Nick Ehrmann *10
Nick Ehrmann *10 recruits recent college grads to work as teaching assistants in New York City.
Nick Ehrmann *10 recruits recent college grads to work as teaching assistants in New York City.
PHOTO: KEITH LAU

Before enrolling in Princeton’s Ph.D. program in sociology and demography in 2003, Nick Ehrmann *10 taught fourth grade through Teach for America in a troubled part of Wash­ington, D.C. He became so close with his students that over the next year, he raised more than $1 million to help support them through high school and college. The funds provided tutoring, mentoring, and family outreach, and promised college scholarships.

Six years later, when he was conducting doctoral research on how to close educational achievement gaps, Ehrmann returned to those students, expecting that they would be outshining their peers. But he discovered that despite substantial investment, his students were not performing better than other students from the same school. The biggest difference was that most  of his former students expected to graduate from college. But they were “hurtling toward higher education without being prepared,” says Ehrmann.

Ehrmann was struck by research  that found that the single best predictor of college completion is the academic rigor of a student’s high school. Based on his classroom experiences, he developed the hypothesis that small-group learning is the key to providing a rigorous academic environment. To test that hypothesis, Blue Engine was born.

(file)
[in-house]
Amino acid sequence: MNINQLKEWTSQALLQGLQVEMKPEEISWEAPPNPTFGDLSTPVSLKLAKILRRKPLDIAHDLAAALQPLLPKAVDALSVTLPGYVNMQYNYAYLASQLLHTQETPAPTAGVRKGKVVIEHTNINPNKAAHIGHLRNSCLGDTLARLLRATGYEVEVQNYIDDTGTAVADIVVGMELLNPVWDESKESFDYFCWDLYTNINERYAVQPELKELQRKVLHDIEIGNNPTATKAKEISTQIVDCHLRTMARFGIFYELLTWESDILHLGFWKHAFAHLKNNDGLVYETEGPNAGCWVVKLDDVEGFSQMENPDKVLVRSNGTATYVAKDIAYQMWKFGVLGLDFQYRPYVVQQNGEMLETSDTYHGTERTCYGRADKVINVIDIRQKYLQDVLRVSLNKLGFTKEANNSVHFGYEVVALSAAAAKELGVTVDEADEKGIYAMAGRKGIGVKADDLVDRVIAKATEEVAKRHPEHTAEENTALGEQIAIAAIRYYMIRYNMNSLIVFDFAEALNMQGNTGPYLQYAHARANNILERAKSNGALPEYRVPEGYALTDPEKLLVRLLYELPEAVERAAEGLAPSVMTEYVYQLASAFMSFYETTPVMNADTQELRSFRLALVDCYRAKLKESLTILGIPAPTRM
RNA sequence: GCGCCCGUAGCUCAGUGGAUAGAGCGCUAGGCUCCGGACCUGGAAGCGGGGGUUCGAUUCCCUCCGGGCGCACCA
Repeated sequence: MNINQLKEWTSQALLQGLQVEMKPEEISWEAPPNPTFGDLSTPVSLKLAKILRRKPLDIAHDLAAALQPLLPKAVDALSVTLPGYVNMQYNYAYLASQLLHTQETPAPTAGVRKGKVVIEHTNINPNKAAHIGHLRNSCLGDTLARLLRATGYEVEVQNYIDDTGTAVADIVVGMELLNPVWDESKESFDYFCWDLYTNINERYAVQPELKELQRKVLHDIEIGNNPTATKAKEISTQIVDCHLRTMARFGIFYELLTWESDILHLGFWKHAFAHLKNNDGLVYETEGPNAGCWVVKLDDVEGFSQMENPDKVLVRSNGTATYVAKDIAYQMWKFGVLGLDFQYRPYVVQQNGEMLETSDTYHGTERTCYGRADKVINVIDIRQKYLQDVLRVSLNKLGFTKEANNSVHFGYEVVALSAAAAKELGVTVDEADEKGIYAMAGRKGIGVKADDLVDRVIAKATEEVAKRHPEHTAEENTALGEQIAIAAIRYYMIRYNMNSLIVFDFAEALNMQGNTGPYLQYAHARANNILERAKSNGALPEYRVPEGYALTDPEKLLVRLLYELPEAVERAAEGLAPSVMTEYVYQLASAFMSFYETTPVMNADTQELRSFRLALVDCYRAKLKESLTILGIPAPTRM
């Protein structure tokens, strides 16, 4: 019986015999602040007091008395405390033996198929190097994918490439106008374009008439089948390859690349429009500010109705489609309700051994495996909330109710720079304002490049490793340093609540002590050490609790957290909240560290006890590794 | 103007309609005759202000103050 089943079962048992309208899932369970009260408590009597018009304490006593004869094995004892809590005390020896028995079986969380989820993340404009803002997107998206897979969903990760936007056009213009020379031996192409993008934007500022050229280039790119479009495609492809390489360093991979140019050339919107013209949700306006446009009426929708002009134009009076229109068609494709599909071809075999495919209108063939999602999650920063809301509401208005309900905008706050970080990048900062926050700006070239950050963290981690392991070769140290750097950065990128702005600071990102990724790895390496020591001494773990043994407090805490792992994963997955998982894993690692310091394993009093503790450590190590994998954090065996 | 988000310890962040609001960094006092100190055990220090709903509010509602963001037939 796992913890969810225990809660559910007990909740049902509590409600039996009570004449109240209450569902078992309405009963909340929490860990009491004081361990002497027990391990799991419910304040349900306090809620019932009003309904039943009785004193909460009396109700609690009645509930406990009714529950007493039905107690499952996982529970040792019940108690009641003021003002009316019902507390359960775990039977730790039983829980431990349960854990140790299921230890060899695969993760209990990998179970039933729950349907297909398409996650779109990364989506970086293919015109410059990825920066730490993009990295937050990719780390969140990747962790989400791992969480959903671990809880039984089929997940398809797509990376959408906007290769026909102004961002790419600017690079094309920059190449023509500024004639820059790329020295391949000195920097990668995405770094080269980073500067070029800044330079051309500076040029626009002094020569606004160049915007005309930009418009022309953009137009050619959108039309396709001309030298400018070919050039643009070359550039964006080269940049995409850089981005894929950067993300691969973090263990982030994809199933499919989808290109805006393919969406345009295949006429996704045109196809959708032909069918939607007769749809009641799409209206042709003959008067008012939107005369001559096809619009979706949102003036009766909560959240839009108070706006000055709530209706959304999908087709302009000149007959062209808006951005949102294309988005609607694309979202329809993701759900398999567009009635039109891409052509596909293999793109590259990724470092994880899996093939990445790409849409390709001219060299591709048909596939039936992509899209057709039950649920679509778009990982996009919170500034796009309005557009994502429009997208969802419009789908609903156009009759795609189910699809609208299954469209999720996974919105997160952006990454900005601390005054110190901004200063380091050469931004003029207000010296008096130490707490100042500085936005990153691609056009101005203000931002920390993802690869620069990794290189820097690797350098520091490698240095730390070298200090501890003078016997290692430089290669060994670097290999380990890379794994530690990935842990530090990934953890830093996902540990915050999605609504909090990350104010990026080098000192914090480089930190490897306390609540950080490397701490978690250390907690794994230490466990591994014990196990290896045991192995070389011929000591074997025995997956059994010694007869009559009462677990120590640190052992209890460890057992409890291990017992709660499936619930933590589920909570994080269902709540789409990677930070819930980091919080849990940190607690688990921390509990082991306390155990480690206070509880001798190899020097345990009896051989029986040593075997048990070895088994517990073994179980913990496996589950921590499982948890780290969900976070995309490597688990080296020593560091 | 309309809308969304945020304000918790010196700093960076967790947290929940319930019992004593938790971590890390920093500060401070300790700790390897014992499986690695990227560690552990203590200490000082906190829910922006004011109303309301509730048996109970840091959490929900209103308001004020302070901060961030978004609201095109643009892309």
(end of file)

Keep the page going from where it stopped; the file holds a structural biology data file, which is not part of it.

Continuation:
Founded by Ehrmann in 2009, Blue Engine is a New York City-based education nonprofit that dispatches teams of recent college graduates to work as teaching assistants in 13 classrooms across four public high schools. Its ­mission is to increase the ­college-completion rate among the roughly 800 low-income students it serves. Only 8.3 ­percent of low-income students in the United States who start college complete a degree by their mid-20s, according to a KIPP Foundation report. Blue Engine is working to raise that number by dividing classrooms of 30 students into roughly four small groups where more individualized instruction is possible. 

Many young graduates are eager to join Blue Engine as teaching assistants (310 applied for 30 positions for the current school year), and several Prince­ton alumni have gone through the program. 

Though only in the third year of  a four-year pilot study, Blue Engine  is producing data to support Ehrmann’s hypothesis that ­small-
group instruc­tion accelerates learning. During the 2010–11 school year, Blue Engine increased the percentage of ninth-graders earning college-ready algebra scores from 15 percent to 43 percent. Ehrmann hopes to see similar results with geometry and reading scores this academic year, and is optimistic about expanding Blue Engine  in the future. “We have to earn the right to do this by proving it really works,” he says.